Alfreda Robinson-Dawkins Courtesy photo-004

Alfreda Robinson-Dawkins

When Diane Sawyer hosted an hour-long ABC News special about the lives of women in prison Feb. 27, Baltimorean Alfreda Robinson-Dawkins was also watching. Robinson-Dawkins knows the subject intimately. She has lived it, serving almost 10 years in federal prison. And in her work as founder and executive director of the National Women’s Prison Project, she has helped many women who have also lived it.

“I really liked Diane Sawyer,” she said. “She was sympathetic and showed that the number of females who are being incarcerated is soaring.”

{20/20} reported that women are the fastest growing group of prisoners in the country compared to men. Robinson-Dawkins said she is not completely sure why the numbers of imprisoned women are rising so rapidly.

However, from her experience, she knows why many women end up in prison. “Because of loyalty to the man in their lives,” she said. “Trying to be the protector, to take care of the children or doing something they would not have ordinarily done.”

Whatever the reason, she said, when these women are imprisoned, they leave a hole that cannot be filled. “Women have held the traditional role of being the glue to keep the family together. The mom goes to prison and now who is raising the kids? We’ve got a foster system that is growing out of control, kids being raised all over the place by whosoever will,” she said.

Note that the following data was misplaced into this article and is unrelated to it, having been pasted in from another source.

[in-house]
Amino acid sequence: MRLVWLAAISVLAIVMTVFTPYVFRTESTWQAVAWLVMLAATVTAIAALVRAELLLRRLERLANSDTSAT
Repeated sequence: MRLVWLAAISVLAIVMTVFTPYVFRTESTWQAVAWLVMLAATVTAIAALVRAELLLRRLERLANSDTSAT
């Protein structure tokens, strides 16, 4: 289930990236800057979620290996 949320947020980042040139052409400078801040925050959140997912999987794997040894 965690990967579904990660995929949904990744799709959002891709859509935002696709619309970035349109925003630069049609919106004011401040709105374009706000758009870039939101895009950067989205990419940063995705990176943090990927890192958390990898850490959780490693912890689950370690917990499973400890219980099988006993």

While watching the show, Robinson-Dawkins noted that many of the women on the show were victims of sexual crimes or suffered from various forms of mental illness. She said that these women need care, not imprisonment. “The solution is to better understand the women’s pathway to the criminal justice system. Look at some of the things going on in her life.

“Maybe it would make more economic sense to give drug treatment, or mentor,” she said. “That way we can begin to break the cycle of these minority families going to prison.”

She also said that for many people, prison becomes a kind of community. She said that there are people who find solace in the prison system. “They have to find a better way of surviving in the community,” she said.

“If we can do a better job up front . . . prison should be the last alternative for the most serious or heinous crime.”